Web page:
Baraka: No Need for State of Emergency Amid Lead Water Crisis

Mayor Ras Baraka said he won't ask Gov. Phil Murphy to declare a state of emergency over Newark's water crisis

NEWARK, NJ - Mayor Ras Baraka said he does not deem it necessary to answer a call for Gov. Phil Murphy to declare a state of emergency amid a lead water crisis, saying the city is “working around the clock” to determine what it plans to do next.

Baraka was responding to a letter sent to him and Murphy on Tuesday by state Assemblyman Jamel Holley, a fellow Democrat from neighboring Union County.

The Roselle Democrat suggested a takeover of the Newark’s water department by state and federal environmental officials and bringing in the National Guard to help distribute bottled water to residents.

Baraka, in a letter to Holley, disagreed.

“Let me be clear about one thing: the City of Newark is not interested in turning over our water source to any outside entity,” the letter reads.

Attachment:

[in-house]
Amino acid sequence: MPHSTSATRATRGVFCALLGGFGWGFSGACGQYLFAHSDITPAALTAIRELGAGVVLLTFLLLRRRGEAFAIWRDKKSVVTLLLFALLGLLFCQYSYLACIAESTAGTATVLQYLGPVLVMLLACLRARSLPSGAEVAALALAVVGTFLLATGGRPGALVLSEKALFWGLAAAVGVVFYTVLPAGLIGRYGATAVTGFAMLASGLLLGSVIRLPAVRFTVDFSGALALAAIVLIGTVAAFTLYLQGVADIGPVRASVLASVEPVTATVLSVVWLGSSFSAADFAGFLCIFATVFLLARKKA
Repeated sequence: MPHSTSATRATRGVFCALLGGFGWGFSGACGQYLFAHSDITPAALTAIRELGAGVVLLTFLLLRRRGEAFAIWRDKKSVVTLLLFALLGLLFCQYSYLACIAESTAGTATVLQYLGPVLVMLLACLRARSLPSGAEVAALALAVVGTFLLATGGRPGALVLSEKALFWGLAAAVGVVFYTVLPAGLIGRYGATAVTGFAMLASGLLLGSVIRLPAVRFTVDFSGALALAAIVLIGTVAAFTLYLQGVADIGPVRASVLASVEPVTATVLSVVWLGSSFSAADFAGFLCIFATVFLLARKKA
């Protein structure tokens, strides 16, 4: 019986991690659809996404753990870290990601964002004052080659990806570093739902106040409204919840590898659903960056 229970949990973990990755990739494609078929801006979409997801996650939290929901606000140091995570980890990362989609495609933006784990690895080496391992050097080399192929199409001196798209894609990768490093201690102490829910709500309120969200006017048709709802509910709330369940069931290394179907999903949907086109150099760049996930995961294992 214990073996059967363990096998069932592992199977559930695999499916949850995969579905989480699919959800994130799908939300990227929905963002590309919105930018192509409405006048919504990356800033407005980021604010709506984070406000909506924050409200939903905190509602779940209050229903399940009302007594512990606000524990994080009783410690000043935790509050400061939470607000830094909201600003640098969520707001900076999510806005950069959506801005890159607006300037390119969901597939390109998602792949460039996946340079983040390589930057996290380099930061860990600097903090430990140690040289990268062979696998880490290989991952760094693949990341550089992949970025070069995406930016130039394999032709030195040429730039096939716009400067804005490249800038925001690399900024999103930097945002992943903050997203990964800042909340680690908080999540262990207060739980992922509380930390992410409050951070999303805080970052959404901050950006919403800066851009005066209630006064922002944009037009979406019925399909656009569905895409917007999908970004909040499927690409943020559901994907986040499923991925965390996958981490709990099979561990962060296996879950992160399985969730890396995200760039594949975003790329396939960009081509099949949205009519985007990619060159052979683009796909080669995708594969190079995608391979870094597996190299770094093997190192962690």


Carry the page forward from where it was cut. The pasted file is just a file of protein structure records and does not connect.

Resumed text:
The governor's press office declined to provide an official response from Murphy and instead pointed to remarks he made to a reporter Wednesday after a meeting at the Essex County Utilities Authority in Newark, in which he said he would not declare a state of emergency.

More than 38,000 water filters have been distributed across Newark since October 2018, according to the mayor. His letter also highlighted the replacement of more than 700 lead service lines and that in the long term, the city and state would spend $75 million to replace 18,000 lead service lines throughout the city.

The city launched a new corrosion control system in May that Baraka wrote should result in the reduction of lead levels that experts could see by the end of this year.

While New Jersey has not declared a state of emergency over the lead water issue, the city declared a state of emergency in October 2018 so it could purchase PUR water filters under a contract worth more than $1.3 million, according to court documents.

The city did not go to a public bid as normally required because immediate action to obtain the filters was needed after the officials discovered its corrosion control treatments were no longer effective.

Baraka wrote that bottled water will be provided to residents until additional water testing for residents living within the Pequannock service area is complete.

His letter indicated the City of Newark was working with state and federal officials, as well as the water filtration manufacturer "to conduct additional testing and determine the best course of action as quickly as possible."

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